The Indonesian edition of Playboy magazine is due to hit newsstands in the world's most populous Muslim nation this week, the magazine's publisher said....

He said the magazine would be available in major cities including the capital Jakarta and second city Surabaya, and would be gradually marketed across the vast archipelago later this year.

The local publisher has promised to dramatically tone down the famed title's erotic photographs. But Islamic leaders claimed earlier this year, when plans for its debut were first announced, that the magazine would corrupt a culture already inundated by Western influences.
Oh, I hope so.

It's Thursday...

...it's Ann Coulter day.

Where the bloody hell are you?

Ian Shoales wonders about the Tourism Australia's new slogan.
""Where the bloody hell are you?"? probably won't work on me, because I seldom leave the house, much less travel around the world to gaze wistfully at kangaroos. The closest I'll ever get to Australia is an Outback steakhouse. Besides, ""Where the bloody hell are you?"? sounds suspiciously like a phrase an ex-girlfriend of mine would use, whenever I was running late. Not exactly inviting, but better than her other catchphrase, which was, ""Take your toothbrush and get out."?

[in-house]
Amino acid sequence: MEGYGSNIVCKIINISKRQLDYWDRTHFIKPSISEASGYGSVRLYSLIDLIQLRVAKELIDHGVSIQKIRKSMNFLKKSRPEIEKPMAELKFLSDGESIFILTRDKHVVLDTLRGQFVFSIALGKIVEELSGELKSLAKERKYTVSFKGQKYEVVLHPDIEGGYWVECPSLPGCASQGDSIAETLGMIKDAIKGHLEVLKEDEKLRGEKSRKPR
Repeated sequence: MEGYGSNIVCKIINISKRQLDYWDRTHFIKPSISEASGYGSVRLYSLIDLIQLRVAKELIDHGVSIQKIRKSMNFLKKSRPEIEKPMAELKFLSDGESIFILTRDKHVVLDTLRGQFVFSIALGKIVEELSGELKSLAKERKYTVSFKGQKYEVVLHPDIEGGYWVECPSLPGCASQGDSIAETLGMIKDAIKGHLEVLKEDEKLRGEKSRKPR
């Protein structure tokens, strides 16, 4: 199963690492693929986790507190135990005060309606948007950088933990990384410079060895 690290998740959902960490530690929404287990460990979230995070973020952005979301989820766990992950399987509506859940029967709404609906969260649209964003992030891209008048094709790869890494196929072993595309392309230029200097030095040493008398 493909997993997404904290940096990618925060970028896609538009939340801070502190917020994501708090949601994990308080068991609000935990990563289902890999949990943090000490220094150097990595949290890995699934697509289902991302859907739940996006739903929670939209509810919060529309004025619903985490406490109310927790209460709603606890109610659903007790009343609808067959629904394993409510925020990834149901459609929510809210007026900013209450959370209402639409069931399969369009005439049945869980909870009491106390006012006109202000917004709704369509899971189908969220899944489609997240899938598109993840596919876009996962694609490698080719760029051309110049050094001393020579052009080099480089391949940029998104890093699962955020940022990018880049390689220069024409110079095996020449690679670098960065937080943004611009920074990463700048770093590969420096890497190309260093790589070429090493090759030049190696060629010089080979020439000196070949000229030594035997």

http://www.wherethebloodyhellareyou.com/

Just To Pay His Union Dues

Lotta poor man got the Cumberland Blues
He can't win for losin'
Lotta poor man got to walk the line
Just to pay his union dues

*****

I woke up with the Cumberland Blues running through my head. I wonder what it means?

Wednesday, April 05, 2006

Comfortable Older Cottage, River View

A dinky little 2 bedroom one bath house on 0.9 acre just up the street from us just listed for $359,000. This is insane.